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Sikorsky, Feds Hunting Down Marine One Leak

White House and cybersecurity breaches
How did classified data on Marine One, the U.S. presidential helicopter fleet, wind up on a computer in Iran?

That's the question that Department of Defense (DoD) officials and helicopter manufacturer Sikorsky Aircraft are scrambling to figure out after a file containing data on the helicopters surfaced on Iranian computers in a peer-to-peer file-sharing network, InternetNews.com has learned.

Sikorsky, a unit of United Technologies Corp. (NYSE: UTX), built the helicopters currently making up the Marine One presidential chopper fleet, which also transports the vice president and White House staff.

"We're conducting an investigation," Paul Jackson, the company's communications director, told InternetNews.com. "We can't comment on any part of this until we know what's going on."

White House spokespeople confirmed that the DoD is also looking into the matter.

The leaked data file includes sensitive avionics information, such as schematics about the chopper's radar and missile warnings, and information about the telecommunications carriers the chopper uses to provide mobile communications for its occupants.

The incident highlights the danger of security breaches caused by P2P networks like BitTorrent and Gnutella, which consumers often use to illicitly share music and download movies.

"People don't realize that other people on the network can ... easily share all the contents of your hard drive, not just your music folder," said Scott Harrer, brand director at Tiversa, a firm that monitors P2P file-sharing networks for commercial and government customers, and the company that first noticed the leaked file.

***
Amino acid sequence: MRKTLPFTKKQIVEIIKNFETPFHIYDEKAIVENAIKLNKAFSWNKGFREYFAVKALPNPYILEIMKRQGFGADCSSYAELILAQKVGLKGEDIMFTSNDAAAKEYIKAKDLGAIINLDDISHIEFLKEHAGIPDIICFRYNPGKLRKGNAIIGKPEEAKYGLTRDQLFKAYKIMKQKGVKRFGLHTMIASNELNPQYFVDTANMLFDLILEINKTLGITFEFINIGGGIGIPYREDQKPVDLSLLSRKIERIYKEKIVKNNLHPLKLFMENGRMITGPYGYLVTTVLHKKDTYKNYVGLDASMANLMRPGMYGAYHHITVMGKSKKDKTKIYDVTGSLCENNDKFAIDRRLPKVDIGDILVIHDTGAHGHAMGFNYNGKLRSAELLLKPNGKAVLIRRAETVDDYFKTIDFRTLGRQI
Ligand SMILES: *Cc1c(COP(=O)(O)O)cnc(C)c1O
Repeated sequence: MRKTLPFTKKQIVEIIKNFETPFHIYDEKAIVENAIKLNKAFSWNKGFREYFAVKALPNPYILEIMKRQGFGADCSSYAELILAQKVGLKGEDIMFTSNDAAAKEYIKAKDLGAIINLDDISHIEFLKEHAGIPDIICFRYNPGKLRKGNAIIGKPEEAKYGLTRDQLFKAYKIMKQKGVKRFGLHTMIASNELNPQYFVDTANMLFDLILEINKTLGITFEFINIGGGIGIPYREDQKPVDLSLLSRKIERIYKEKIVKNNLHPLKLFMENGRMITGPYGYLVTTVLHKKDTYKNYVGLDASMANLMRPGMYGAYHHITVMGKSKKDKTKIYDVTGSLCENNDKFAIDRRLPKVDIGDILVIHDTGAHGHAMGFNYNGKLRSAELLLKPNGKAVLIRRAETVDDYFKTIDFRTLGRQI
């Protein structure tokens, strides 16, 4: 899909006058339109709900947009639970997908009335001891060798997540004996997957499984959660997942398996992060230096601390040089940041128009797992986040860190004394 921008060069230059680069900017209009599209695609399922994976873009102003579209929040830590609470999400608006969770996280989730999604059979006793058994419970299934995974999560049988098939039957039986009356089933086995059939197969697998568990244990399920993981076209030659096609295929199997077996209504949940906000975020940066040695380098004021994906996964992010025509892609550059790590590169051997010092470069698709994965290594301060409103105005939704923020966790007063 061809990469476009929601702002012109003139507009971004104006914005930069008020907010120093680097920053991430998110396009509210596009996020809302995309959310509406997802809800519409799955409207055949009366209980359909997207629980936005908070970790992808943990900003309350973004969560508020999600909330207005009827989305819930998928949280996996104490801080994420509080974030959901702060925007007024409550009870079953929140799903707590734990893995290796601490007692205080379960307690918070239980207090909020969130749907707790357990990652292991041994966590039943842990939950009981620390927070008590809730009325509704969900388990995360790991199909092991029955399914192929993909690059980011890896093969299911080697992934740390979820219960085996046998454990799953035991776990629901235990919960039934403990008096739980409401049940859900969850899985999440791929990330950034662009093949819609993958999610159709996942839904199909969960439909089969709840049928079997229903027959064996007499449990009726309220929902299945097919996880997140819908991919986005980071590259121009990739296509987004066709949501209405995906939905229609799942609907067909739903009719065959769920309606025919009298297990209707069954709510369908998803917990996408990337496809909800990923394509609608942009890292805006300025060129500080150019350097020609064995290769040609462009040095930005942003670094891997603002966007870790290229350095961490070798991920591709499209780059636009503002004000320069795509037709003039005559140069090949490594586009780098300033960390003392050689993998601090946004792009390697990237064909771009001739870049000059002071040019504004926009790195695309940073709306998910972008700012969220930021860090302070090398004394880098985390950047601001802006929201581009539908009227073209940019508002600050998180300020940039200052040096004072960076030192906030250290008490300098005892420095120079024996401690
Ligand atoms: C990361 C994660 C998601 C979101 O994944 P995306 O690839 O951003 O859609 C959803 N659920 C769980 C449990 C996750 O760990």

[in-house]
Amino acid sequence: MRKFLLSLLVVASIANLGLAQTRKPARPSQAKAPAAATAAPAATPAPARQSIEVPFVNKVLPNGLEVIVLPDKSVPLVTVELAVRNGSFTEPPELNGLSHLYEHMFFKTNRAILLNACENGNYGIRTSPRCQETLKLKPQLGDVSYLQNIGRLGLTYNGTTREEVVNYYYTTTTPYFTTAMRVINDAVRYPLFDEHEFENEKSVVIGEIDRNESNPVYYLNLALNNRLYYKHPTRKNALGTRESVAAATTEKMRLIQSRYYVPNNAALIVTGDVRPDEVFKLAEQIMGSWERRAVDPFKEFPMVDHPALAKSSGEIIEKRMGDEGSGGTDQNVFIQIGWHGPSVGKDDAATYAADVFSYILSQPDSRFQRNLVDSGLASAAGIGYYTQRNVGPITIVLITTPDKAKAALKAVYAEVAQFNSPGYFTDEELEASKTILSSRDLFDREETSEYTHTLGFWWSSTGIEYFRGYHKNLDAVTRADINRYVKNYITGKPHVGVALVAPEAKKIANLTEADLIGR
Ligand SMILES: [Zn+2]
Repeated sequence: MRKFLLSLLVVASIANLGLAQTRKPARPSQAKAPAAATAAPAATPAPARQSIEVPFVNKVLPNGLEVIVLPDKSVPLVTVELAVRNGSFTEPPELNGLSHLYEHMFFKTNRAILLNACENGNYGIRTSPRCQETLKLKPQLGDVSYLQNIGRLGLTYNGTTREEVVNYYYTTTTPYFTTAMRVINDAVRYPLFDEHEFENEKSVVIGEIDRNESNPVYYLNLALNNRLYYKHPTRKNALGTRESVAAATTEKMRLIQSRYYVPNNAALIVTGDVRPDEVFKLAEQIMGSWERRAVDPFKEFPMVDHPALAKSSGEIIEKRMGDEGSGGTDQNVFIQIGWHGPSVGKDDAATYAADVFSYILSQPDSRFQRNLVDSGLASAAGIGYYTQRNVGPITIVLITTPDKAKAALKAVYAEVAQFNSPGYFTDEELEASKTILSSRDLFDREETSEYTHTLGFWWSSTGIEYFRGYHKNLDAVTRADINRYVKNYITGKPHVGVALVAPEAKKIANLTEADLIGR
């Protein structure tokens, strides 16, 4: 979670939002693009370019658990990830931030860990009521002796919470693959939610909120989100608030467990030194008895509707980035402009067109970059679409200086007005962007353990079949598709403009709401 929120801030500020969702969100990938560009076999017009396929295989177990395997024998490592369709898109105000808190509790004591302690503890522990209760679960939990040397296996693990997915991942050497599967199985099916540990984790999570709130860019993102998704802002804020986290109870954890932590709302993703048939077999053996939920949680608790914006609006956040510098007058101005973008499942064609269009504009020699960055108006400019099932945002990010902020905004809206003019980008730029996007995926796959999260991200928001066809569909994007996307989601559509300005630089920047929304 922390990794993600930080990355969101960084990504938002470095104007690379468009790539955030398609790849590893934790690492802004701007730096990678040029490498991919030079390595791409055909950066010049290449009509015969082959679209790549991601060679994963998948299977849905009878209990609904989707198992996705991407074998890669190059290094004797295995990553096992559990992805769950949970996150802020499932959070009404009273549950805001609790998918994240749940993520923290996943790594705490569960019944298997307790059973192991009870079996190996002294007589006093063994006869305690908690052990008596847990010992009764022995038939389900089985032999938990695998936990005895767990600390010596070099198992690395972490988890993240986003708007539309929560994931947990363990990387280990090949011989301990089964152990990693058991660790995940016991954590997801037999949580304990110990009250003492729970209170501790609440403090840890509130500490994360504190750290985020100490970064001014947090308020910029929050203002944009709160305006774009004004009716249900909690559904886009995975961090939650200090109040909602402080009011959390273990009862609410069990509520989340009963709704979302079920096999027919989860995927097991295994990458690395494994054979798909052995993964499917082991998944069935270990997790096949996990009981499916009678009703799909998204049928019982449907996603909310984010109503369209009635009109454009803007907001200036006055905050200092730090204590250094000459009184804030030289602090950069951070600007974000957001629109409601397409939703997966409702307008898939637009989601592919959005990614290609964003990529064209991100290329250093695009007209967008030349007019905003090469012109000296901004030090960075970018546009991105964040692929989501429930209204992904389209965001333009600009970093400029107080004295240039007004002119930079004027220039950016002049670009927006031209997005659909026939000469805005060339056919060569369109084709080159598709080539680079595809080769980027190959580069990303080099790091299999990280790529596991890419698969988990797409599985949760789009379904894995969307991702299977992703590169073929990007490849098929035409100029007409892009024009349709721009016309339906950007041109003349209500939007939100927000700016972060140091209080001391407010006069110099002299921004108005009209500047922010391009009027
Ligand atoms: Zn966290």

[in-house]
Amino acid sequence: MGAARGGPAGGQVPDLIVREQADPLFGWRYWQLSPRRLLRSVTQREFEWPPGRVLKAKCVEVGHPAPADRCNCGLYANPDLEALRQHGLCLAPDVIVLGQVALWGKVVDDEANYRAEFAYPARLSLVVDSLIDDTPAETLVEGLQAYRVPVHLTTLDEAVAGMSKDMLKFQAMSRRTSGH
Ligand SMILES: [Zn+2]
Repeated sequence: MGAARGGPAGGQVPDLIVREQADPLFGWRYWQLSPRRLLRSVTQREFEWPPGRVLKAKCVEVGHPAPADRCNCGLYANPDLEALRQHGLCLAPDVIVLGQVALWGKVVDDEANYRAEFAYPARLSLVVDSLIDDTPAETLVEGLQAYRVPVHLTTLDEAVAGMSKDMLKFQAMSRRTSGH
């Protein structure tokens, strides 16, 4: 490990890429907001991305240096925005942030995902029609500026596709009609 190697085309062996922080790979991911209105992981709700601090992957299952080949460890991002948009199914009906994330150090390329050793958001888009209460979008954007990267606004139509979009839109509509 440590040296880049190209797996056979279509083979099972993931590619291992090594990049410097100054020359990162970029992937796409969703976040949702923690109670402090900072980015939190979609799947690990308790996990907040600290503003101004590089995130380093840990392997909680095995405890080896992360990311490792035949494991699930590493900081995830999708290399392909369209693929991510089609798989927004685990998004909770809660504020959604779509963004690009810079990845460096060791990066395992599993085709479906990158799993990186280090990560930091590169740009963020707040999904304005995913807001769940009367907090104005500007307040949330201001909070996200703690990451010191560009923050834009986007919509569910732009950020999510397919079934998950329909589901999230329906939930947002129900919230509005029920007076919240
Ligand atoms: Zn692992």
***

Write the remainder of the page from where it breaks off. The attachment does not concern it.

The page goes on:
"We've seen hundreds of thousands of tax returns on the networks, and even military information on these networks," he told InternetNews.com. "It's a publicly available network and you're choosing to share your files."

Tiversa first detected the classified data in the wild last week and then alerted law enforcement agencies and the defense contractor from which the material originated, Harrer said.

He declined to name the contractor. However, Sikorsky's Jackson confirmed that his company is the chief contractor on the current generation of Marine One helicopters.

[cob:Special_Report]Malcolm Wiley, public affairs officer with the U. S. Secret Service, told InternetNews.com that the agency is aware of the leak. However, he declined to say whether the Secret Service has launched an investigation of its own.

Spokespeople from the FBI and CIA did not return requests for comment by press time. The White House referred questions on the investigation to the Department of Defense.

Another shiner for the feds

The incident marks the second time Tiversa has spotted the Marine One data on a P2P network. The first time had been in the fall, after which Tiversa notified the defense contractor, Harrer said.

Then, last week, Tiversa spotted the file again and traced it to a user with an IP address in Teheran, Iran, he added.

"I don't know if the contractor took internal steps to wipe that machine or shut down the disclosure source, but obviously it didn't work," Harrer said.

Sikorsky's Jackson declined comment on whether or not this was the second time the file had been leaked.

Page 2: Securing federal cybersecurity